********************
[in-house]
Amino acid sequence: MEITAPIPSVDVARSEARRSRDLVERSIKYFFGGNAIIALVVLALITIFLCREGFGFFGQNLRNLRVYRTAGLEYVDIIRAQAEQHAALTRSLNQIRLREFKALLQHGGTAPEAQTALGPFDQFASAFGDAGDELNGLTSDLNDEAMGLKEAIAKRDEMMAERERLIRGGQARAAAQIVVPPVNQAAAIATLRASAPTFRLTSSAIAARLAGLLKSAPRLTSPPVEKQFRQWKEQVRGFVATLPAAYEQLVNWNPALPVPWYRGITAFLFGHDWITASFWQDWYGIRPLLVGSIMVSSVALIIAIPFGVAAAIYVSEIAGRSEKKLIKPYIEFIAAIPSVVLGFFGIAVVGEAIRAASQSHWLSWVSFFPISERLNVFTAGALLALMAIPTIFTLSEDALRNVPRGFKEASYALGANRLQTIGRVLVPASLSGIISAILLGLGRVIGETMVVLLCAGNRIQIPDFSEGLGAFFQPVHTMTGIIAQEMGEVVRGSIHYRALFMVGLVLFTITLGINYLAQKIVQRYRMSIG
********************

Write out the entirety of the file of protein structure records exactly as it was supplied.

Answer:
[in-house]
Amino acid sequence: MEITAPIPSVDVARSEARRSRDLVERSIKYFFGGNAIIALVVLALITIFLCREGFGFFGQNLRNLRVYRTAGLEYVDIIRAQAEQHAALTRSLNQIRLREFKALLQHGGTAPEAQTALGPFDQFASAFGDAGDELNGLTSDLNDEAMGLKEAIAKRDEMMAERERLIRGGQARAAAQIVVPPVNQAAAIATLRASAPTFRLTSSAIAARLAGLLKSAPRLTSPPVEKQFRQWKEQVRGFVATLPAAYEQLVNWNPALPVPWYRGITAFLFGHDWITASFWQDWYGIRPLLVGSIMVSSVALIIAIPFGVAAAIYVSEIAGRSEKKLIKPYIEFIAAIPSVVLGFFGIAVVGEAIRAASQSHWLSWVSFFPISERLNVFTAGALLALMAIPTIFTLSEDALRNVPRGFKEASYALGANRLQTIGRVLVPASLSGIISAILLGLGRVIGETMVVLLCAGNRIQIPDFSEGLGAFFQPVHTMTGIIAQEMGEVVRGSIHYRALFMVGLVLFTITLGINYLAQKIVQRYRMSIG